For ARS, which represents some 80,000 visual artists and artists’ estates, the struggle to curb copyright infringement is constant. “You get one thing out of the marketplace and something else pops up,” said Theodore Feder, president of ARS.
If the Copyright Act is the most versatile legal tool in artists’ arsenal, the Visual Artists Rights Act (VARA) can come in handy in more extreme situations. It allows visual artists to assert their “moral rights” over their work and sue if their art is misattributed, or if the work’s integrity is compromised somehow. VARA is also intended to empower artists in more extreme situations involving the “intentional distortion, mutilation, or other modification” of an artwork, or its outright destruction. VARA was adopted in 1990, shortly after one especially high-profile mutilation of an artist’s work: the removal of Richard Serra’s Tilted Arc (1981) from Lower Manhattan.
While VARA’s terms are somewhat ambiguous, only extending protection to works “of recognized stature,” they were given more weight earlier this year when a federal judge ruled that the owner of the 5Pointz graffiti complex in Queens had violated the artists’ rights provided under the act by destroying their murals. The decision handed down by Judge Frederic Block (which the defendant is appealing) expanded the category of what counts as an artwork of “recognized stature” by not only including temporary graffiti murals, but also acknowledging that factors like “social media buzz” and coverage on blogs could bolster an artwork’s stature to the point that it was protected. As a result, while artists whose work is copied without their consent can confidently appeal to the Copyright Act, those whose work is changed, damaged, or destroyed without warning now have surer legal footing thanks to VARA.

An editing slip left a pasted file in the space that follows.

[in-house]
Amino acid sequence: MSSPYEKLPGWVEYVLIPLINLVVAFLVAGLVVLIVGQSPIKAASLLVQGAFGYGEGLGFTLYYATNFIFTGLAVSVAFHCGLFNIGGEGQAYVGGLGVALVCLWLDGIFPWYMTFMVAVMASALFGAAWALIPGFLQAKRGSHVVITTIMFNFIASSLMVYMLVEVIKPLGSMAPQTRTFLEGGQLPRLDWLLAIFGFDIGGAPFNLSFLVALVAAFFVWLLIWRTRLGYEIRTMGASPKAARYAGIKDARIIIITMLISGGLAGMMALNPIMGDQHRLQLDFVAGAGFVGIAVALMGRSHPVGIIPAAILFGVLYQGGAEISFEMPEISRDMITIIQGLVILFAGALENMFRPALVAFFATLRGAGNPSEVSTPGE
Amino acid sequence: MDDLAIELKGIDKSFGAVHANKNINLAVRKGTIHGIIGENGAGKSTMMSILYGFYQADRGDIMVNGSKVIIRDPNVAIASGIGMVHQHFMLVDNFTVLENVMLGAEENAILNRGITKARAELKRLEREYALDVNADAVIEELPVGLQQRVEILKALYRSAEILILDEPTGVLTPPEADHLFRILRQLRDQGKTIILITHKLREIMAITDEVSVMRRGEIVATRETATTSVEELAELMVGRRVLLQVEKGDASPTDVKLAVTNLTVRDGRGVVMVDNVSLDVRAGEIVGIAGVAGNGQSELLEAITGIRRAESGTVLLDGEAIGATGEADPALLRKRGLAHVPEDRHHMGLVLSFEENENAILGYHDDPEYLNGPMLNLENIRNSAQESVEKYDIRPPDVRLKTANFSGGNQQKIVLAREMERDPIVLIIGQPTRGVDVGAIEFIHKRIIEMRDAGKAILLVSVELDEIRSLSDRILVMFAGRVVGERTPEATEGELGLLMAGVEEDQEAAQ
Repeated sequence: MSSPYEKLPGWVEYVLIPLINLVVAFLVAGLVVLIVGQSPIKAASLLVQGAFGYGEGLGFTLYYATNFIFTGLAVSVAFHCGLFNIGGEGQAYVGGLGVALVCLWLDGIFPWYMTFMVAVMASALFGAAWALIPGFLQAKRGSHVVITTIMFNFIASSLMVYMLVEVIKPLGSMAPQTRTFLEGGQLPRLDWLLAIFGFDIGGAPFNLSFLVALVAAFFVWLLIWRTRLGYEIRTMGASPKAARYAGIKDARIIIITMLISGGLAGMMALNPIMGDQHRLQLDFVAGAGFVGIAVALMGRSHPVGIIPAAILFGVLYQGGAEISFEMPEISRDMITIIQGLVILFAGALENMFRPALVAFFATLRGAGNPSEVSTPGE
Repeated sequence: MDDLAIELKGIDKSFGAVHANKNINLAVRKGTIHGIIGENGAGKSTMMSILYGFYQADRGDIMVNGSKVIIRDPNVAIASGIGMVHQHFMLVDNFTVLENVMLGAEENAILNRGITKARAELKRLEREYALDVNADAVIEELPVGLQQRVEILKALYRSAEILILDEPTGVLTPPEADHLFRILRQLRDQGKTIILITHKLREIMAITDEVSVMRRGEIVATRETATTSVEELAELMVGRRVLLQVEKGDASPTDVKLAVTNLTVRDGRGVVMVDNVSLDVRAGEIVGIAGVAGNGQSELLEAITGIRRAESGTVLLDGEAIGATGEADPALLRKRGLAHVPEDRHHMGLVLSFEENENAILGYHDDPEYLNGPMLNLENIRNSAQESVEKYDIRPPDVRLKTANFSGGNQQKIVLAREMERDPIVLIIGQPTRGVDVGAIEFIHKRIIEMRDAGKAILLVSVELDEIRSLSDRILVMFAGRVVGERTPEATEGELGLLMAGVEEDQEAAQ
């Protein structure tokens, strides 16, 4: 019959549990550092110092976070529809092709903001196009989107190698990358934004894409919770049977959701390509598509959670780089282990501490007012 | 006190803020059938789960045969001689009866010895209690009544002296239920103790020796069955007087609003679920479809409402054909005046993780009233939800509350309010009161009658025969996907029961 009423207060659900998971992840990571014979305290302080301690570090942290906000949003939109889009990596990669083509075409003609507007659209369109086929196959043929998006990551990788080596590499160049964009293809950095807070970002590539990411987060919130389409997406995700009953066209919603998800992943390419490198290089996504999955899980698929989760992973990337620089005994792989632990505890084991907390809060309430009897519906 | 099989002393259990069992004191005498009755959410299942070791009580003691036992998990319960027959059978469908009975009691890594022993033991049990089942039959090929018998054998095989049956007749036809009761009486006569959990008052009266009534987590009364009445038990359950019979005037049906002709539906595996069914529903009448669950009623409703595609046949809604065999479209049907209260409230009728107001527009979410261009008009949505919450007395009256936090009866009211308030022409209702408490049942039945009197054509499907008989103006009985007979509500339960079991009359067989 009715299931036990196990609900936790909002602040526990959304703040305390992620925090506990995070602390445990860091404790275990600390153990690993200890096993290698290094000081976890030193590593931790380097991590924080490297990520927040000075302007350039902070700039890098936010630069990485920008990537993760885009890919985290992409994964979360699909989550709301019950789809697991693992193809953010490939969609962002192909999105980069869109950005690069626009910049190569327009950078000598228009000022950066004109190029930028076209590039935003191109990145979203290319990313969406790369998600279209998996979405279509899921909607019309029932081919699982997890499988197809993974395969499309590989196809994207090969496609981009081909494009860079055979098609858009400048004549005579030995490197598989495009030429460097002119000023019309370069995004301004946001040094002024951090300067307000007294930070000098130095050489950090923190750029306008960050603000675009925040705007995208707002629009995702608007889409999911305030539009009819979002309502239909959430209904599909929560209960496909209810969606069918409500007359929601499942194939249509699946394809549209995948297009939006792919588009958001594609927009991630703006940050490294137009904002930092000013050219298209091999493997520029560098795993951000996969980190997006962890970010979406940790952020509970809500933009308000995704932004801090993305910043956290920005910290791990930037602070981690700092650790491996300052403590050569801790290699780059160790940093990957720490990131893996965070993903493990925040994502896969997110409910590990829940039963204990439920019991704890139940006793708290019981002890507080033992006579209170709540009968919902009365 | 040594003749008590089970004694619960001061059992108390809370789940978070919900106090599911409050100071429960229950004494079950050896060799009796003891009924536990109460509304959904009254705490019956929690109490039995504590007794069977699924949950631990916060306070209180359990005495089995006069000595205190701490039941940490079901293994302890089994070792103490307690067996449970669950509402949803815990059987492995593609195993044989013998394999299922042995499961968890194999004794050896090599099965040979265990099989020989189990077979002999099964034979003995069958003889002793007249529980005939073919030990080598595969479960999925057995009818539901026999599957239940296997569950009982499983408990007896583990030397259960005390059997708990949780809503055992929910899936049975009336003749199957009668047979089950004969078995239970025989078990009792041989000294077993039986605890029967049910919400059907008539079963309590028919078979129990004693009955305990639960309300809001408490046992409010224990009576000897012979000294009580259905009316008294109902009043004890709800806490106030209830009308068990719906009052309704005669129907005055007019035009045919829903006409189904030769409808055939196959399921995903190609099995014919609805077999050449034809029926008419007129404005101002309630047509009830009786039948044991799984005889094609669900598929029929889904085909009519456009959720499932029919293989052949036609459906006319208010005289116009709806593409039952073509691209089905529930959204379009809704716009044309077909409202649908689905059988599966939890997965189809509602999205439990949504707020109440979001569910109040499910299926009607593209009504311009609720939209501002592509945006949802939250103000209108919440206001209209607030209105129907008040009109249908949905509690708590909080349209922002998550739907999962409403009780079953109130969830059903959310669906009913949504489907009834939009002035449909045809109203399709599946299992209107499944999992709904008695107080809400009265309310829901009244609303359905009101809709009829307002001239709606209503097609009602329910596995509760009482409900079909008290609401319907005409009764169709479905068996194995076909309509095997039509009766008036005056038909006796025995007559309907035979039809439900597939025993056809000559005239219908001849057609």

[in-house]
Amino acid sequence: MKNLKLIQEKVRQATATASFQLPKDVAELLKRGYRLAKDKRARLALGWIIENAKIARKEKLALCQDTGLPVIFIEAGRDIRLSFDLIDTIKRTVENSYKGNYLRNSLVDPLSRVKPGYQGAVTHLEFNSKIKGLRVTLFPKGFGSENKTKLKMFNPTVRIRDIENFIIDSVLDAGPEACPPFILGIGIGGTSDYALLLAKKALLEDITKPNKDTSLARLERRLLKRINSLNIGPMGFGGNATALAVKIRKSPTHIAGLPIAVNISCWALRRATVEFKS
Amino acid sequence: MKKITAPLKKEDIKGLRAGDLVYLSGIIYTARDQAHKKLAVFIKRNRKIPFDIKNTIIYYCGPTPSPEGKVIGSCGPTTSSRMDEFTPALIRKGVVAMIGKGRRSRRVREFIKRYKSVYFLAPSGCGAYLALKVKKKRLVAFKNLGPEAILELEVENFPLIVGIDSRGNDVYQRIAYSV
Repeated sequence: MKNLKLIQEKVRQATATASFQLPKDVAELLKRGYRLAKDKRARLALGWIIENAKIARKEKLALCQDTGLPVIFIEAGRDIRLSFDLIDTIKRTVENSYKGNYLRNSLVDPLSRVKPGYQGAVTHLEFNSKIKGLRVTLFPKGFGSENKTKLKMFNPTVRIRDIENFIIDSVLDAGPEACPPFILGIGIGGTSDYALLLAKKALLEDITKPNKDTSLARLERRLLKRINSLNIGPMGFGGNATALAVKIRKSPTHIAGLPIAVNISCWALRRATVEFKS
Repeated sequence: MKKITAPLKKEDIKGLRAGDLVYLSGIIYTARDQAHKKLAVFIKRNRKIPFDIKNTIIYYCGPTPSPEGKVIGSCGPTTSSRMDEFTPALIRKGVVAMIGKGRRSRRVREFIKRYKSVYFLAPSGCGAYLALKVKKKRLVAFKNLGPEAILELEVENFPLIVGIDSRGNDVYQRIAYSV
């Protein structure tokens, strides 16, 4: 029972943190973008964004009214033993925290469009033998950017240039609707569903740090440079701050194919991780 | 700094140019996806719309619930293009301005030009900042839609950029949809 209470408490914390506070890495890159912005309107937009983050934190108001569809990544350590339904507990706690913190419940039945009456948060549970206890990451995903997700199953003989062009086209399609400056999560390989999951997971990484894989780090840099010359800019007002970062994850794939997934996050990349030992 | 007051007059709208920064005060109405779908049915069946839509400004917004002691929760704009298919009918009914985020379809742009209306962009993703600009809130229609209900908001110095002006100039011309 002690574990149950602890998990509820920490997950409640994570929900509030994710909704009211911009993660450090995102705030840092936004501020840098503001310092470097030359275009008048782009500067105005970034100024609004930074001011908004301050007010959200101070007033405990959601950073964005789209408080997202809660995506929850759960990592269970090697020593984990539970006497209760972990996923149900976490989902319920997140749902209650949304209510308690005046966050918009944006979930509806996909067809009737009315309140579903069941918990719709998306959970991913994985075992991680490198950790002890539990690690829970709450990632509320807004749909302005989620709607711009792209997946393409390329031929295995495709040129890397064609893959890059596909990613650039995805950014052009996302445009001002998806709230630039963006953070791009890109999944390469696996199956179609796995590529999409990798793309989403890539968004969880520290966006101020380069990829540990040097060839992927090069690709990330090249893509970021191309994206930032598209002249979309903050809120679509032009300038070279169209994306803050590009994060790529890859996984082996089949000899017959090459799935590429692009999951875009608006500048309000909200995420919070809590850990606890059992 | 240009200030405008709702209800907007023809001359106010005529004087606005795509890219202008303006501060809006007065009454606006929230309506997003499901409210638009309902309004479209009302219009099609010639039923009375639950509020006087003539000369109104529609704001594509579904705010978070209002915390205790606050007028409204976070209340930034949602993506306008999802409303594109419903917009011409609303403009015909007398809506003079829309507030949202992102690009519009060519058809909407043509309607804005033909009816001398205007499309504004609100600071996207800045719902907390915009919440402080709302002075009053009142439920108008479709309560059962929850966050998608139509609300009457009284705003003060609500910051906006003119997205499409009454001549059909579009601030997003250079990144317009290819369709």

Though the laws above can be helpful after something goes awry, by closely scrutinizing contracts and licensing agreements, artists can sometimes avoid going to court later. (An even simpler step that can be enough to make would-be infringers think twice is to prominently include a copyright symbol in the caption information for a work or in the piece itself, as a kind of signature, though this isn’t legally necessary.) This doesn’t always pan out, as illustrated by Viktor’s case; even after she and her gallerist, Mariane Ibrahim-Lenhardt, recognized the unfavorable terms of the offers they were getting from the Black Panther team, she ended up having to sue. Many artists feel pressure to accept unfair agreements for the use and display of their work on the pretext that the resulting exposure will make up for weak (or nonexistent) compensation, issues that have been a focus for the activist group Working Artists and the Greater Economy, as well as rights enforcers like ARS.
“Many artists, even some who are well-known, are not totally aware of their prerogatives and are likely to accede to unreasonable demands that come to them in contracts,” said Feder. “Oftentimes it’s understood that artists are not lawyers, the people that come at them can be corporations and lawyers representing corporations, and there may be use of verbiage that is not easily understood, and therefore an instinct in some cases to accede to such verbiage.”
Onerous contracts and egregious copyright violations can threaten artists’ markets, leaving them with few options but to file lawsuits like Viktor’s, which alleges that “the integrity of her work and her reputation as an artist has been damaged” by its “unauthorized association” with the Black Panther film and music video for “All the Stars.” While infringing uses are unlikely to ever completely stop, artists can be more proactive and assertive in squashing them by knowing their rights.